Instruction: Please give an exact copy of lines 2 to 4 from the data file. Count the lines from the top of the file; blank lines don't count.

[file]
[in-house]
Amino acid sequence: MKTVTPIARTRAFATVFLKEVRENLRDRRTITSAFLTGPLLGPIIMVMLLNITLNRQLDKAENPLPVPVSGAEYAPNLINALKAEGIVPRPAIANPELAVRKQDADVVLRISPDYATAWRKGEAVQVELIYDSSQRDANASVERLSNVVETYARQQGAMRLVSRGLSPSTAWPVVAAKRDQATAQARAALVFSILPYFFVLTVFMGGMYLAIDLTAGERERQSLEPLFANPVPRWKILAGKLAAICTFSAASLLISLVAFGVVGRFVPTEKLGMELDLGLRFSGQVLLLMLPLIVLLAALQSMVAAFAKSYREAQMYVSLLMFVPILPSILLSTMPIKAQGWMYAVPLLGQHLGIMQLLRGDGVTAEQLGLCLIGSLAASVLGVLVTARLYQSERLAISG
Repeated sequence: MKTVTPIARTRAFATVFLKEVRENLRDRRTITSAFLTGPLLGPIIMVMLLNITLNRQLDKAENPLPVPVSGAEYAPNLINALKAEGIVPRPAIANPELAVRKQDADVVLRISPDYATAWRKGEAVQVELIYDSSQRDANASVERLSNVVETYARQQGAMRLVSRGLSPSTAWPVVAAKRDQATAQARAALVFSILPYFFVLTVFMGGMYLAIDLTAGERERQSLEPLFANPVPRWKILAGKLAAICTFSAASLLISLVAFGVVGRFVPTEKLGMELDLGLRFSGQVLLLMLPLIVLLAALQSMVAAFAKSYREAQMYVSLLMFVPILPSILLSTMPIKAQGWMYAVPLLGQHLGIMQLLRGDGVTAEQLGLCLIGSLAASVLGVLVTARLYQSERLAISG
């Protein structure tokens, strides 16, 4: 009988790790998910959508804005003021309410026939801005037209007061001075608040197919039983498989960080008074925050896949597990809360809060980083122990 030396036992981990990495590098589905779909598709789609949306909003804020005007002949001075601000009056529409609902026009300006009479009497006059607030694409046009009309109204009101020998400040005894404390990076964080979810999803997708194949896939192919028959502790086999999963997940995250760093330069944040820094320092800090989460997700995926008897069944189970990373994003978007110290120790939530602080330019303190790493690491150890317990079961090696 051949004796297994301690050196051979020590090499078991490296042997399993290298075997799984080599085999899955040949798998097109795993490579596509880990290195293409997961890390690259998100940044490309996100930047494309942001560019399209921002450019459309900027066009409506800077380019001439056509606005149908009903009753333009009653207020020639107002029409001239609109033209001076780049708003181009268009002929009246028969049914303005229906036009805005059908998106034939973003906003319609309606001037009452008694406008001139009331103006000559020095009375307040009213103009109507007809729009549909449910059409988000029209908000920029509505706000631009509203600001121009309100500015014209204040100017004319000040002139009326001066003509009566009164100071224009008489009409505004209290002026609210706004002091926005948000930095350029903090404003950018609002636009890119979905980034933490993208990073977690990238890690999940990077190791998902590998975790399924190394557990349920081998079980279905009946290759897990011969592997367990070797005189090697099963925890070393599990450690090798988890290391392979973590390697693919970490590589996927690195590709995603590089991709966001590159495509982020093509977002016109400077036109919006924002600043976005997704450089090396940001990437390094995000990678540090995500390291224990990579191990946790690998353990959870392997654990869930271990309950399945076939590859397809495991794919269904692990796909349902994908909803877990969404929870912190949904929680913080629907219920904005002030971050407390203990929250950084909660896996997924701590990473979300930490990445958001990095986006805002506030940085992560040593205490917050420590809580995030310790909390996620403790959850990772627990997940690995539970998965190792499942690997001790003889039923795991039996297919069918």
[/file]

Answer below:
Amino acid sequence: MKTVTPIARTRAFATVFLKEVRENLRDRRTITSAFLTGPLLGPIIMVMLLNITLNRQLDKAENPLPVPVSGAEYAPNLINALKAEGIVPRPAIANPELAVRKQDADVVLRISPDYATAWRKGEAVQVELIYDSSQRDANASVERLSNVVETYARQQGAMRLVSRGLSPSTAWPVVAAKRDQATAQARAALVFSILPYFFVLTVFMGGMYLAIDLTAGERERQSLEPLFANPVPRWKILAGKLAAICTFSAASLLISLVAFGVVGRFVPTEKLGMELDLGLRFSGQVLLLMLPLIVLLAALQSMVAAFAKSYREAQMYVSLLMFVPILPSILLSTMPIKAQGWMYAVPLLGQHLGIMQLLRGDGVTAEQLGLCLIGSLAASVLGVLVTARLYQSERLAISG
Repeated sequence: MKTVTPIARTRAFATVFLKEVRENLRDRRTITSAFLTGPLLGPIIMVMLLNITLNRQLDKAENPLPVPVSGAEYAPNLINALKAEGIVPRPAIANPELAVRKQDADVVLRISPDYATAWRKGEAVQVELIYDSSQRDANASVERLSNVVETYARQQGAMRLVSRGLSPSTAWPVVAAKRDQATAQARAALVFSILPYFFVLTVFMGGMYLAIDLTAGERERQSLEPLFANPVPRWKILAGKLAAICTFSAASLLISLVAFGVVGRFVPTEKLGMELDLGLRFSGQVLLLMLPLIVLLAALQSMVAAFAKSYREAQMYVSLLMFVPILPSILLSTMPIKAQGWMYAVPLLGQHLGIMQLLRGDGVTAEQLGLCLIGSLAASVLGVLVTARLYQSERLAISG
């Protein structure tokens, strides 16, 4: 009988790790998910959508804005003021309410026939801005037209007061001075608040197919039983498989960080008074925050896949597990809360809060980083122990 030396036992981990990495590098589905779909598709789609949306909003804020005007002949001075601000009056529409609902026009300006009479009497006059607030694409046009009309109204009101020998400040005894404390990076964080979810999803997708194949896939192919028959502790086999999963997940995250760093330069944040820094320092800090989460997700995926008897069944189970990373994003978007110290120790939530602080330019303190790493690491150890317990079961090696 051949004796297994301690050196051979020590090499078991490296042997399993290298075997799984080599085999899955040949798998097109795993490579596509880990290195293409997961890390690259998100940044490309996100930047494309942001560019399209921002450019459309900027066009409506800077380019001439056509606005149908009903009753333009009653207020020639107002029409001239609109033209001076780049708003181009268009002929009246028969049914303005229906036009805005059908998106034939973003906003319609309606001037009452008694406008001139009331103006000559020095009375307040009213103009109507007809729009549909449910059409988000029209908000920029509505706000631009509203600001121009309100500015014209204040100017004319000040002139009326001066003509009566009164100071224009008489009409505004209290002026609210706004002091926005948000930095350029903090404003950018609002636009890119979905980034933490993208990073977690990238890690999940990077190791998902590998975790399924190394557990349920081998079980279905009946290759897990011969592997367990070797005189090697099963925890070393599990450690090798988890290391392979973590390697693919970490590589996927690195590709995603590089991709966001590159495509982020093509977002016109400077036109919006924002600043976005997704450089090396940001990437390094995000990678540090995500390291224990990579191990946790690998353990959870392997654990869930271990309950399945076939590859397809495991794919269904692990796909349902994908909803877990969404929870912190949904929680913080629907219920904005002030971050407390203990929250950084909660896996997924701590990473979300930490990445958001990095986006805002506030940085992560040593205490917050420590809580995030310790909390996620403790959850990772627990997940690995539970998965190792499942690997001790003889039923795991039996297919069918």